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Re: Benefits of cycling

Postby il padrone » Wed Mar 12, 2014 9:24 pm

J_L_C wrote:I find when I ride the first maybe 3km it hurts the top of my thighs and a bit of my calfs, is there a way to warm up these muscles before I ride?

Spin those pedals.

Like many newbie and occasional cyclists you may be equating pressure on the pedals with good cycling. Cycling should not be hard on your legs, certainly not over 3kms. Many people pedal TOO SLOWW, below 60rpm cadence. Your pedaling should feel almost like there is nothing there, just spinning. Aim for 80rpm cadence to start with (trained road racers easily do 100+rpm). Once you begin to feel pressure through the pedals it is time to change down a gear and spin again. At the same time, once you crest a hill for a descent, don't forget to change up. Roll over in your higher gear and soon the bike will gather speed for the descent.

But did I say, spin those pedals ???

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Re: Benefits of cycling

Postby J_L_C » Wed Mar 12, 2014 9:30 pm

Thanks for the advice but I have a single speed so changing gear is not possible but I feel I have the right gearage for average riding.

Jordan
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Re: Benefits of cycling

Postby g-boaf » Wed Mar 12, 2014 9:44 pm

il padrone wrote:
J_L_C wrote:I find when I ride the first maybe 3km it hurts the top of my thighs and a bit of my calfs, is there a way to warm up these muscles before I ride?

Spin those pedals.

Like many newbie and occasional cyclists you may be equating pressure on the pedals with good cycling. Cycling should not be hard on your legs, certainly not over 3kms. Many people pedal TOO SLOWW, below 60rpm cadence. Your pedaling should feel almost like there is nothing there, just spinning. Aim for 80rpm cadence to start with (trained road racers easily do 100+rpm). Once you begin to feel pressure through the pedals it is time to change down a gear and spin again. At the same time, once you crest a hill for a descent, don't forget to change up. Roll over in your higher gear and soon the bike will gather speed for the descent.


Why would you ride at 100+rpm? And for some hills, it can be better to just stand and pedal that way. On a single-speed, you've got no other option. I do know why you'd use 100+rpm, and I've done it for various reasons (and then changed back to slower cadence), but I'm interested in your thoughts.

J_L_C wrote:Thanks for the advice but I have a single speed so changing gear is not possible but I feel I have the right gearage for average riding.


Ah, that explains it. You could get some rollers and try those with your single speed. You can swap chain-rings and rear cogs if you have to. You'll eventually adapt to those.
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Re: Benefits of cycling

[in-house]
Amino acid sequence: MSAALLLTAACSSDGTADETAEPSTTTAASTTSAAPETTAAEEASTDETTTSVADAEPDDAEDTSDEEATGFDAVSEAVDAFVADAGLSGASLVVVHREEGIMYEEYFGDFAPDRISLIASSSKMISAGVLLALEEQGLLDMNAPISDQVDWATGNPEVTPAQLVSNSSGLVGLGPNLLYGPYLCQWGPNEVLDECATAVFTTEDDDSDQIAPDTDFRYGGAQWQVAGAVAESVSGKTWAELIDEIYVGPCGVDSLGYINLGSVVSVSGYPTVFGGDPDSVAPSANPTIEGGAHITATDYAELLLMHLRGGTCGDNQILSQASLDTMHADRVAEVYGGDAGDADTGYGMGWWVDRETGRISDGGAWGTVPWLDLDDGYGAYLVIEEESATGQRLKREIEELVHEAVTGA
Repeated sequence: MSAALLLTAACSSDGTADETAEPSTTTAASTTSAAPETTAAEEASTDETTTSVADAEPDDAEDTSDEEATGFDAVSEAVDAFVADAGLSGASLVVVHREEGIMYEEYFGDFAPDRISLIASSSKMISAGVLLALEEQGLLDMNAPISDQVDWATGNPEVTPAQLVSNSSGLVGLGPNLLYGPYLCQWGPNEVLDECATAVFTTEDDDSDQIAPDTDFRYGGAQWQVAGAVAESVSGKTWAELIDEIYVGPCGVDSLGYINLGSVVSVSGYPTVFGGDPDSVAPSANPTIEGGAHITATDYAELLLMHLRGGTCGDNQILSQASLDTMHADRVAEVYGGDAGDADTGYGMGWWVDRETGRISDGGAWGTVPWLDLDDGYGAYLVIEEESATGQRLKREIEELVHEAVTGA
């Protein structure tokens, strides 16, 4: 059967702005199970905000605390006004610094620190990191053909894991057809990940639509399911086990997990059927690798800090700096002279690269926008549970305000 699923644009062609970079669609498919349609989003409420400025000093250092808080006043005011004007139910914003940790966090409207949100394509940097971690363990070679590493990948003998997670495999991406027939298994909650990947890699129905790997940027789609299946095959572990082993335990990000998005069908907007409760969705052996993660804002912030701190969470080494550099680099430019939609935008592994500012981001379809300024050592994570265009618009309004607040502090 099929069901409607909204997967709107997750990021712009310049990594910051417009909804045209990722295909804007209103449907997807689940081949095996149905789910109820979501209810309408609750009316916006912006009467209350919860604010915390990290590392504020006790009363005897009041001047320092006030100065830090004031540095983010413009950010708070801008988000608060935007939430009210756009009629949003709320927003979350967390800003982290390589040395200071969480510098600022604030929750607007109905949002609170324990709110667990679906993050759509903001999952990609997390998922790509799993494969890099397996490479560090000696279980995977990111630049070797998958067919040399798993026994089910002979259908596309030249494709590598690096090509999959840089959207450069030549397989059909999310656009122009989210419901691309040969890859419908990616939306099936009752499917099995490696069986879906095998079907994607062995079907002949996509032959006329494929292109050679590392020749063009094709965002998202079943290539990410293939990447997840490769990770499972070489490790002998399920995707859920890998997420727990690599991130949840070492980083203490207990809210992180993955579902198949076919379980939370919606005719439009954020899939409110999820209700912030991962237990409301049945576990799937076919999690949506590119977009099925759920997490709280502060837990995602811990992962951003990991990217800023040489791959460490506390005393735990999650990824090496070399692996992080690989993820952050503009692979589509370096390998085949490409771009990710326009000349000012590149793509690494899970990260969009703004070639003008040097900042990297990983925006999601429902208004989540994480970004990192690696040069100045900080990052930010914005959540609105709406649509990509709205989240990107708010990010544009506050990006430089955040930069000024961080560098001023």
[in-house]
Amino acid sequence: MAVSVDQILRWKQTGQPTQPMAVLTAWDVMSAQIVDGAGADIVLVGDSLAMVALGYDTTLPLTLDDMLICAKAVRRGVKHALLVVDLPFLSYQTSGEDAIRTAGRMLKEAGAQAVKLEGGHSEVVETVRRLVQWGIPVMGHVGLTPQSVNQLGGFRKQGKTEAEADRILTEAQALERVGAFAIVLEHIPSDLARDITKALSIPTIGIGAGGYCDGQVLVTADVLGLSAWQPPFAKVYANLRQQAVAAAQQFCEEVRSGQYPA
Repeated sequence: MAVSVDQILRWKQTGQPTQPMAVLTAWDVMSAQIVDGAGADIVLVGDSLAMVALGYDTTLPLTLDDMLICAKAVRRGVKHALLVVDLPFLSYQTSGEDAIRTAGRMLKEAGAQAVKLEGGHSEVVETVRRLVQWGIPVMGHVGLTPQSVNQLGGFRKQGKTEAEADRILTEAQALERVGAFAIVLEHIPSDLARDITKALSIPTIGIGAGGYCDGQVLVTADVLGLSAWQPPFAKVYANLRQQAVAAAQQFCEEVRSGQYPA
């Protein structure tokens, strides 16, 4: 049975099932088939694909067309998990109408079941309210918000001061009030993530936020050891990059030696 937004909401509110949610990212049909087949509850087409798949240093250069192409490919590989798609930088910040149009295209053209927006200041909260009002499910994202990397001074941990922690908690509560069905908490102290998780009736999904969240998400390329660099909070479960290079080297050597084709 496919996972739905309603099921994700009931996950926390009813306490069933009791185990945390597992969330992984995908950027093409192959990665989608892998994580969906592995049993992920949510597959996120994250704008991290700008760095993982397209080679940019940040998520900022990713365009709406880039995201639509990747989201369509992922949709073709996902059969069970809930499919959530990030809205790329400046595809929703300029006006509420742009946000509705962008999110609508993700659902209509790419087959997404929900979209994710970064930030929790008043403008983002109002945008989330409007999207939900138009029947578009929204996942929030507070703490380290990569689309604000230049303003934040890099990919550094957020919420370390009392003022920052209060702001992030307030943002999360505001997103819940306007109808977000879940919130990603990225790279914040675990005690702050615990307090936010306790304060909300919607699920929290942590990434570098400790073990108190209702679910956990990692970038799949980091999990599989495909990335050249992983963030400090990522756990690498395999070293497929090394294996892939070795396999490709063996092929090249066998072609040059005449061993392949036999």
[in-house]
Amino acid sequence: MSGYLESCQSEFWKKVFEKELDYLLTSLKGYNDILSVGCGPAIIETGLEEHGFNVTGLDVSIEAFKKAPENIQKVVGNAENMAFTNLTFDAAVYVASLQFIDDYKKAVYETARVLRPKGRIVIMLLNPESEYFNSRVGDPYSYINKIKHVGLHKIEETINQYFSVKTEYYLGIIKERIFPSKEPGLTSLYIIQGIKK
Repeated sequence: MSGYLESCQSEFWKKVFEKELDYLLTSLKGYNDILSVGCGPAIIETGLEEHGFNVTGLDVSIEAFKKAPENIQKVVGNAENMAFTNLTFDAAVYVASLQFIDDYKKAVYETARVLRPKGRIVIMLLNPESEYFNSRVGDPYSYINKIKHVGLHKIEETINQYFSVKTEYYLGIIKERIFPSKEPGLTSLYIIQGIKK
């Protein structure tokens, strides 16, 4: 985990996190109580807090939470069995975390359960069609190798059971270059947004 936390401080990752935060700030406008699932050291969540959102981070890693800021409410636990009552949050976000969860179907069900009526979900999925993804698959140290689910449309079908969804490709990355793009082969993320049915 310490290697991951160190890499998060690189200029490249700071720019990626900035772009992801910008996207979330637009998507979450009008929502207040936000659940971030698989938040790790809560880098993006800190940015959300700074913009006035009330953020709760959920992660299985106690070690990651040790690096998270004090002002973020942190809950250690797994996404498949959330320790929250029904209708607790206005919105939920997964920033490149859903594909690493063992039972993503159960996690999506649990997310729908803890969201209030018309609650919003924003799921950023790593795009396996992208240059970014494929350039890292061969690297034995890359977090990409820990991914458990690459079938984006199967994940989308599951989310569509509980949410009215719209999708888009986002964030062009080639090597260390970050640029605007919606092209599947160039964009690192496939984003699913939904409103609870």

Postby ironhanglider » Wed Mar 12, 2014 9:49 pm

J_L_C wrote:Thanks for the advice but I have a single speed so changing gear is not possible but I feel I have the right gearage for average riding.

Jordan


So what's the gear? 65-70 Gear Inches is a good average gear for a young bloke. Juniors are required to race on restricted gears, so need to learn how to pedal fast.

Chainring/cog * 27 = Gear inches. e.g. my Fixed Gear is a 39/16 * 27 = 65.8

This gear is good enough to travel at 28 km/h comfortably and is just a little short above 30 km/h (which is intended, since the reason I ride a fixed gear bike is to work on my pedal speed).

More to the point It is still possible to climb hills on this gear.

Young riders should be capable of riding a 65" gear into the 40s.

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Re: Benefits of cycling

Postby il padrone » Wed Mar 12, 2014 9:52 pm

g-boaf wrote:Why would you ride at 100+rpm?

Sustained high speed with greater efficiency for longer timespan. Personally, I am not a racer, but I am most comfortable riding above 90 cadence, especially on long climbs. I can hold this sort of cadence for 10-15kms and more of climbing. Drop it to 60-70 and I will be panting and slowing badly after 3-5kms.

g-boaf wrote:And for some hills, it can be better to just stand and pedal that way. On a single-speed, you've got no other option. I do know why you'd use 100+rpm, and I've done it for various reasons (and then changed back to slower cadence), but I'm interested in your thoughts.

For sure there is merit in varying your cadence and position on some hills, especially long climbs and/or variable gradients. Short climbs may be better climbed at speed by honking out of the saddle. This is generally less effiicient than seated climbing over a longer climb though. It is simply of value occasionally for the variety to your muscles.

Watch the cadence of the TdF riders and other pros. Generally they spin at high cadence, much higher than the ordinary 'bloke on a bike'. Juvenile riders are gear-restricted in races on track and road for just this reason - to train them into good pedalling habits.